Lucas and Sands project rhythm

The Project will be revealed in Lasell Dance Studio at 8 p.m. on the night of Tuesday Dec. 11. A unique and exciting blend of traditional and original drumming, spoken word poetry and dance, the Project is the culmination of a semester-long collaboration between seniors Jason Lucas ’02 and Ben Sands ’02.

The performance of The Project is the result of an independent study that the two proposed to the Williams College Dance Program at the beginning of this school year. They wanted to immerse themselves in, as they put it, the “Retention and Evolution of West and Central African musical tradition in the Caribbean.” The performance is billed as a display of music, dance, and folklore from Cuba, Brazil, Ghana, the Ivory Coast, India, theCongo and the Bahamas.

Over the course of the semester, the two musicians have been learning the intricacies of these musical traditions. Lucas and Sands not only learned about and prepared the traditional rhythms for performance, but also combined sounds and rhythms from different parts of the Caribbean into five original compositions that are a synthesis of traditional sounds and contemporary reinterpretations. Layered on top of the music will be a visual element provided by dancers or slides.

The fusion of aural and visual elements is what make this show so innovative. In one piece, for example, Lucas and Sands perform a traditional West African rhythm while Medha Kirtane ’00 interprets the music with Indian Dance. These separate cultural elements will combine onstage for a unique experience. Lucas and Sands will not be performing alone. On some pieces, they will be accompanied by drummers Rob Michelin ’03, Andy Chiu ’00 and Aaron Jenkins ’03. Two of the works are collaborations between the drummers and choreographer, Billie Green ’03, who will be arranging dancers for the performance. All these elements contribute to the constant re-imagining and re-contextualization of the traditional Caribbean sound.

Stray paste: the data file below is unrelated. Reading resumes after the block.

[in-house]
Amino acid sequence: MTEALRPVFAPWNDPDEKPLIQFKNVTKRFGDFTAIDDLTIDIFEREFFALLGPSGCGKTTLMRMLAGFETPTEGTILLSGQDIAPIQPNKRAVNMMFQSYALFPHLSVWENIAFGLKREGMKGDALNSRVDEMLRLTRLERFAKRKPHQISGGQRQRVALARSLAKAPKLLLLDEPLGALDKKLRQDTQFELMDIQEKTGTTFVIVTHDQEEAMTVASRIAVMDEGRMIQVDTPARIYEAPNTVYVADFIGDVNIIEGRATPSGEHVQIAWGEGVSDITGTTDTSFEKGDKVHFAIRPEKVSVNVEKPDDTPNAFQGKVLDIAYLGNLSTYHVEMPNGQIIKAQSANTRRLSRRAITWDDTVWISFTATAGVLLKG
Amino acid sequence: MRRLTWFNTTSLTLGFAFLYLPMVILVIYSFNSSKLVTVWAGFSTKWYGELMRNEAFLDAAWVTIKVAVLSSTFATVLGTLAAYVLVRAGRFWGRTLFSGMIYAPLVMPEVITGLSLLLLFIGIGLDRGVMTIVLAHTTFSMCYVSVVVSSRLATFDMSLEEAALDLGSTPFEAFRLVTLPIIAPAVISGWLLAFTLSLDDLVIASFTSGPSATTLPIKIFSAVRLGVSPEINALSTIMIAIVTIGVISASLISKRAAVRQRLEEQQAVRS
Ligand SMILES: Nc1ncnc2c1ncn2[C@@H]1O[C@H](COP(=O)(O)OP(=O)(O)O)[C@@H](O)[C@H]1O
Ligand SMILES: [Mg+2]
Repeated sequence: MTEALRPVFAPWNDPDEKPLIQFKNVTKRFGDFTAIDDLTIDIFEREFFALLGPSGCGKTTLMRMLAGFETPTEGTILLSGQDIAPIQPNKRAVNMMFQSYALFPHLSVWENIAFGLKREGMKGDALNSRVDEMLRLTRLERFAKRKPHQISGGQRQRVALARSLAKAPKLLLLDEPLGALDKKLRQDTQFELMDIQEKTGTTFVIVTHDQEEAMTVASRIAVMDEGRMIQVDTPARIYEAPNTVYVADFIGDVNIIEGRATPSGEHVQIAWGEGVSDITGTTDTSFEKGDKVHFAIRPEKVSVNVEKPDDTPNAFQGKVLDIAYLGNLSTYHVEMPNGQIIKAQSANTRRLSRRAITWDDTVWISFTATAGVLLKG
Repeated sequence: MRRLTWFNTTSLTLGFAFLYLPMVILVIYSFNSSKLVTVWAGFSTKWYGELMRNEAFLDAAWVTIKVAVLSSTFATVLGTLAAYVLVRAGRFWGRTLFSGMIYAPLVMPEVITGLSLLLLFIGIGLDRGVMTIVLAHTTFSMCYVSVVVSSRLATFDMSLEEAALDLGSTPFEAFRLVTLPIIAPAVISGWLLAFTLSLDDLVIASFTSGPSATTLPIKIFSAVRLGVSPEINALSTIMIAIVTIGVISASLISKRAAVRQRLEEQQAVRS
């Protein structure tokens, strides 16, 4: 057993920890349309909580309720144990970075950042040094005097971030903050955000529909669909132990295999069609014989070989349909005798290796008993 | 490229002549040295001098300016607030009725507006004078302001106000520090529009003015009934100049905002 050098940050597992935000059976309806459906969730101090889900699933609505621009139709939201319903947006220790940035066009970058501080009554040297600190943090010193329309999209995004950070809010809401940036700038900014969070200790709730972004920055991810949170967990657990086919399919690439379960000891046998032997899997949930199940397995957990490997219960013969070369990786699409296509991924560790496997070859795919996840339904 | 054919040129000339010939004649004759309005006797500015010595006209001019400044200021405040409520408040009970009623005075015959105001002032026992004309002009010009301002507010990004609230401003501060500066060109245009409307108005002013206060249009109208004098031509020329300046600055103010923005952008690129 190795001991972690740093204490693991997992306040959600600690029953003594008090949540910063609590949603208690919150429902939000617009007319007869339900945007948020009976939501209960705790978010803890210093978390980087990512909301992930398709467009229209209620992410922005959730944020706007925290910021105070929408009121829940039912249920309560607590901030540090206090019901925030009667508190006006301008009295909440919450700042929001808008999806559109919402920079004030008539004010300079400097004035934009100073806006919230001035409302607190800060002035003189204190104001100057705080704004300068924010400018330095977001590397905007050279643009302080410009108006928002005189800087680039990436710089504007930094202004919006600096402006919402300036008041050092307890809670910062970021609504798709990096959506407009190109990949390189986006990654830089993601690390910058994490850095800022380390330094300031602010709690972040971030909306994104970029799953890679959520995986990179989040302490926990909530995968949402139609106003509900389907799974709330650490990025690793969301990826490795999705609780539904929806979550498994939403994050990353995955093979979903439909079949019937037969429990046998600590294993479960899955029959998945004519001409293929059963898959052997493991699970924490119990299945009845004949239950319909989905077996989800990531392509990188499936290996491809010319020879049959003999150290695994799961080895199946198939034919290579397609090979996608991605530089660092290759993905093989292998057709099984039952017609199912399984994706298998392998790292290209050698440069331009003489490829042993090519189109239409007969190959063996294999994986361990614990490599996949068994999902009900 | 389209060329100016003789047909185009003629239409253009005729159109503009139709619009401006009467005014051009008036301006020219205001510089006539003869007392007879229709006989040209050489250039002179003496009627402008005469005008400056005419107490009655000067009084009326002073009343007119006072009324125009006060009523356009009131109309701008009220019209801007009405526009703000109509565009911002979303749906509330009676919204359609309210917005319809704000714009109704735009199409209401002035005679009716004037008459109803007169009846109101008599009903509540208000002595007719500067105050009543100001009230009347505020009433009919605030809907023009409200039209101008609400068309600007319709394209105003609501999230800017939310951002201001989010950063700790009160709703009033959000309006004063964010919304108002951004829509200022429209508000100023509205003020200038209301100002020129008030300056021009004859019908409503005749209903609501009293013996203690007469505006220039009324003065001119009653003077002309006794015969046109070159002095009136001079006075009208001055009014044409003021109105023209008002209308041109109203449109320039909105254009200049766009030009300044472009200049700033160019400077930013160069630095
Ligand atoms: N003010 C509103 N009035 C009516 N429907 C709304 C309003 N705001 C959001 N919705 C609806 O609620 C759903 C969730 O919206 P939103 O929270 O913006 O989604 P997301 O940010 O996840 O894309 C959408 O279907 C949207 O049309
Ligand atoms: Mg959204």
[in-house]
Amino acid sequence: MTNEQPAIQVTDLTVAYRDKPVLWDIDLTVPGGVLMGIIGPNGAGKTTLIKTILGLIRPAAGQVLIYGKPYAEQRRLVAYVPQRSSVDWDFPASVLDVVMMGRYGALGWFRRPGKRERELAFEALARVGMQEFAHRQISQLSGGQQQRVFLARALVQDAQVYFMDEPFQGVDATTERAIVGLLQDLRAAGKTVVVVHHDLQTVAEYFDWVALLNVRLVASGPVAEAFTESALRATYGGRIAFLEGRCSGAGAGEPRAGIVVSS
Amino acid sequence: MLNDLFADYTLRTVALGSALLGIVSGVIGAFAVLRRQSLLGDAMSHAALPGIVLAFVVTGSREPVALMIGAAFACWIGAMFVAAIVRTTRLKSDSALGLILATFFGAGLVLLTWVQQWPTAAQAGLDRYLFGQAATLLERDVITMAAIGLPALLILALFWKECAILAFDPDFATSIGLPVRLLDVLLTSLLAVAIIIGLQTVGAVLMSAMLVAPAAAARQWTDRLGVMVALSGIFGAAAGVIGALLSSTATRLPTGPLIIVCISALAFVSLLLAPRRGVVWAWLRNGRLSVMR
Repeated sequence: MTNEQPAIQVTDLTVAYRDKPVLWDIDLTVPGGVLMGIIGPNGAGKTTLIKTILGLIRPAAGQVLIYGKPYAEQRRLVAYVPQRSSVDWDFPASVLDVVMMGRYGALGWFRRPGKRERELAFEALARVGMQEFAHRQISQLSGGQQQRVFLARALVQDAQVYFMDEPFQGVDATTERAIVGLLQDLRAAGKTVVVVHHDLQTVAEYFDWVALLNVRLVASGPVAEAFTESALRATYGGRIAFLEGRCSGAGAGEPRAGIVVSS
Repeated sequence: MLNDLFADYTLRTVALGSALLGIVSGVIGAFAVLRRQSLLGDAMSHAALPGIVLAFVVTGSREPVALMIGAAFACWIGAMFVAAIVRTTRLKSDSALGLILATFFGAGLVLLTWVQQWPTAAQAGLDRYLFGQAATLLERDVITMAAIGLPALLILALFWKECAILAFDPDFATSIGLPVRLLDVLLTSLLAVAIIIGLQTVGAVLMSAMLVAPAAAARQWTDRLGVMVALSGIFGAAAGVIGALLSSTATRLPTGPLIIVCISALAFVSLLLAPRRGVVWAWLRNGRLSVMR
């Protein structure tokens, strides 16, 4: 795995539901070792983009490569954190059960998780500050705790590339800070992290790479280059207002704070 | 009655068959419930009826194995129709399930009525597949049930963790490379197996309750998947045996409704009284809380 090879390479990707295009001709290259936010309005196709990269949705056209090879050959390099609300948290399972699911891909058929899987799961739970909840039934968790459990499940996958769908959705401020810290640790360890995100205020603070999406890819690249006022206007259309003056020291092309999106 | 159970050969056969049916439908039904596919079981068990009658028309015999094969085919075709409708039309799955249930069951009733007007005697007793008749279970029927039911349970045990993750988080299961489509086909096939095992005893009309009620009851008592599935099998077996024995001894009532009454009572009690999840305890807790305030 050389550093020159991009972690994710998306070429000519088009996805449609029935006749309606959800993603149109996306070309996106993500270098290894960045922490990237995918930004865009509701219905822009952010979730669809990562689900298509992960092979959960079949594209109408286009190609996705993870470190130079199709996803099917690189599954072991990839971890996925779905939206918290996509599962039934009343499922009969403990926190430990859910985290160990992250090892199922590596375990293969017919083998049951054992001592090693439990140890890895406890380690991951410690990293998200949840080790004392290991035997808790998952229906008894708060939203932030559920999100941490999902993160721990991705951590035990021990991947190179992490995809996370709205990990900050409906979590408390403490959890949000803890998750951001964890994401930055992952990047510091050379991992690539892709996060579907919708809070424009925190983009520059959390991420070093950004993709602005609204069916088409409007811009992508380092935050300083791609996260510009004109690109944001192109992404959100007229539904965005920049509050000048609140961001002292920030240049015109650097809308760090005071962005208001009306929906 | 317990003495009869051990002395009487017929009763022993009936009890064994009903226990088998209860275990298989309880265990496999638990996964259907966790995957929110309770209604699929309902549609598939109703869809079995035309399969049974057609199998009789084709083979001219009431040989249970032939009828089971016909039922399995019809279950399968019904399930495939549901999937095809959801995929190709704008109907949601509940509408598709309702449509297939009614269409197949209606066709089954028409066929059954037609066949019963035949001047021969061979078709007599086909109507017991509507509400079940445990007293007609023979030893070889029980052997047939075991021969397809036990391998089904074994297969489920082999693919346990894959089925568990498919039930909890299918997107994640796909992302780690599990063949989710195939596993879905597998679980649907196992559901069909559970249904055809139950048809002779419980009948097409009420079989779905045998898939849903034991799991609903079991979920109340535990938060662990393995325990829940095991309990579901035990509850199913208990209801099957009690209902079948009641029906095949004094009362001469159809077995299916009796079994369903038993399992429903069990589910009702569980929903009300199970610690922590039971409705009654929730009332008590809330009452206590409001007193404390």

One of Lucas and Sands’ main goals is to make the show as energetic as possible through bringing their composed pieces to life onstage, using improvisation while staying with in the boundaries of the overarching rhythms they have constructed. According to Lucas, “Although a rhythm may sound simple, it is very mathematical. An improv-er needs to have a mathematical understanding.”

The roots of The Project can be traced to the extensive percussion training of both performers. Lucas has been playing since he was three years old and has performed marching band percussion, jazz traps and gospel. Recently, he has played with Owen Zero and joined Sands in Kusika. In the summer of 1999, Lucas won a Citibank Group Arts Internship to do an eight week summer residency with Ghanaian Master Drummer Obo Addy. The following summer, in 2000, the Williams College Dance Program sent Sands on the same program with Addy. Both Sands and Lucas stress the important influences of this residency to their current work.

This summer, 2001, Sands also won a Citibank Group Arts Internship and used it to travel to Arizona for a residency with Chris Masango, a drummer trained in the Zimbabwean tradition. When Sands returned, at the beginning of this fall term, he and Jason proposed this independent study to the Dance Program.

The sponsors for the project are Sandra Burton, assistant professor of dance, Ernest Brown, professor of music, and Kwae Yao Agypon. Agypon is the College’s resident composer and works with the Williams Dance Program. Sands and Lucas said that they are indebted to him for teaching them the traditional rhythms and for helping them all along the process. As a follow-up to the Project, both Sands and Lucas will be traveling with the Williams College Music Department to Cuba during Winter Study, where they will continue to study the art of percussion.

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